Poe's balloon hoax

In 1844, writer Edgar Allan Poe sent The Sun, a New York newspaper, a story about an incredible balloon trip across the Atlantic. The feat was accomplished by famous balloonist Monck Mason and took only 75 hours. Incredible detail was given in the submission, including facts about the balloon’s dimensions and diagrams of the craft, and real people were cited in the story. The problem, of course, was that The Sun printed the story as news when it was entirely untrue.

Even Monck Mason, the main character spoken of in the story, was not a real person, though he was apparently based strongly off of Thomas Monck Mason, a real-life balloonist. The true Mr. Monck Mason did not, however, manage a 3-day Atlantic balloon adventure.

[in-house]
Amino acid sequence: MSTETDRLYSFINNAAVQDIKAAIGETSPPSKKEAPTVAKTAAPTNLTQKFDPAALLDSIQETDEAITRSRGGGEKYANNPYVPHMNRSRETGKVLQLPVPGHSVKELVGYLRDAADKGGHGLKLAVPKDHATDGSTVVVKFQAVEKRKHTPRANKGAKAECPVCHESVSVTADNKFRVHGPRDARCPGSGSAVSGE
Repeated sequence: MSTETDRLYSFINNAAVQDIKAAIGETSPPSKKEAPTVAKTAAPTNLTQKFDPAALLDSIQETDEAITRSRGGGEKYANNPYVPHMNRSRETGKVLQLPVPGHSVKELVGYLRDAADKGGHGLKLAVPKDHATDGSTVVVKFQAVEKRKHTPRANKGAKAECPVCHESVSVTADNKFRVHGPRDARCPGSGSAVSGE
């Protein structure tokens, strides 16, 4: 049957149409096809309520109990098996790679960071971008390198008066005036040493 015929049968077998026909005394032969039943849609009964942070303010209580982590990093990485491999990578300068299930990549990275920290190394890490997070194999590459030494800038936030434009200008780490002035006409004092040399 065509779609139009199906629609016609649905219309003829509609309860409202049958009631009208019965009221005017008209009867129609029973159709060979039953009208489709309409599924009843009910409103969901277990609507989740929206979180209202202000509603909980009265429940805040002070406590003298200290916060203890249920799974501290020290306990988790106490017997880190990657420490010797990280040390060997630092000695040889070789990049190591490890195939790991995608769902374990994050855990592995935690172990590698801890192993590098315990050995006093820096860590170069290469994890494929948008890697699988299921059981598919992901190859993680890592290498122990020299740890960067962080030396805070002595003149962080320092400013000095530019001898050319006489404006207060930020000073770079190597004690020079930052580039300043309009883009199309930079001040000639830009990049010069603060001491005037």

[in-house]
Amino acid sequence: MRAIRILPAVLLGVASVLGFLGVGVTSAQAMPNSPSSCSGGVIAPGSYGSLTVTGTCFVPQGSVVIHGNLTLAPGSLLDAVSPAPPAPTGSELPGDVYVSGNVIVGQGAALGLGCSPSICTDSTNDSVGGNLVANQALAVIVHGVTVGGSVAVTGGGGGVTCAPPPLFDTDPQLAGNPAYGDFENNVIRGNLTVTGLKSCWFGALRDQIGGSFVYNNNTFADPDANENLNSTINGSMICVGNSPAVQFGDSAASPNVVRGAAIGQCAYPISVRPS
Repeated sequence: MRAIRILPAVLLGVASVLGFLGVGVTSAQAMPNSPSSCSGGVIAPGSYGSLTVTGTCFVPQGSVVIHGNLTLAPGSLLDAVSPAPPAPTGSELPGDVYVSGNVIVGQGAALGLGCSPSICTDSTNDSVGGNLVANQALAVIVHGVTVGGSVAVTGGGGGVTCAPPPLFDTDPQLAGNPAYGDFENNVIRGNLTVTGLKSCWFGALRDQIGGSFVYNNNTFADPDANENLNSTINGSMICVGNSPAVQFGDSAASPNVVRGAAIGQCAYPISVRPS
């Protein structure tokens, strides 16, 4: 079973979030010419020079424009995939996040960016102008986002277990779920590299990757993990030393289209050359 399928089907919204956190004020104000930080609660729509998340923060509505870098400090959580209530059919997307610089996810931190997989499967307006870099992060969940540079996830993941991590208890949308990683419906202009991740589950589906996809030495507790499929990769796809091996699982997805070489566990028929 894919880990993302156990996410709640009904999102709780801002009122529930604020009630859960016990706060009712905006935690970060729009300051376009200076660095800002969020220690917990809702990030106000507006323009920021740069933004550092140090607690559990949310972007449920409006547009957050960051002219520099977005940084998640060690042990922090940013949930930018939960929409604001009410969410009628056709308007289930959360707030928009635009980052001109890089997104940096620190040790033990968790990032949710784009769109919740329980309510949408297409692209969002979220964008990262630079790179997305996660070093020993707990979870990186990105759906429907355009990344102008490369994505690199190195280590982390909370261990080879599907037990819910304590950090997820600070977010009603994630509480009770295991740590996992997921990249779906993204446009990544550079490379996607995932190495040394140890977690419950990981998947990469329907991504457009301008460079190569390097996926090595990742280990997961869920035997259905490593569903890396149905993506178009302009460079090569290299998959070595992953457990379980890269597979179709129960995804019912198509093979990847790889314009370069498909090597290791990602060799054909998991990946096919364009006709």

Poe's Sensational Balloon Hoax
“It is interesting that Riley’s hoax revolved around Poe because Poe was a great jester himself. One hoax that he perpetrated in New York in 1844 had the city by the ears and found a place in literary history. Poe had written a story, ‘The Balloon Hoax.’ He sold it to the editor of the New York Sun, who printed it as news. It created a sensation.”

The fabricated news story prompted plenty of attention for the newspaper. People were infatuated with the idea that aeronautical travel had progressed so quickly, but the first real trans-Atlantic lighter-than-air craft flight did not happen until 1919 and took four and a half days from start to finish.

You can find more interesting stories like these on Newspapers.com. Try a search for something that interests you using this search page.

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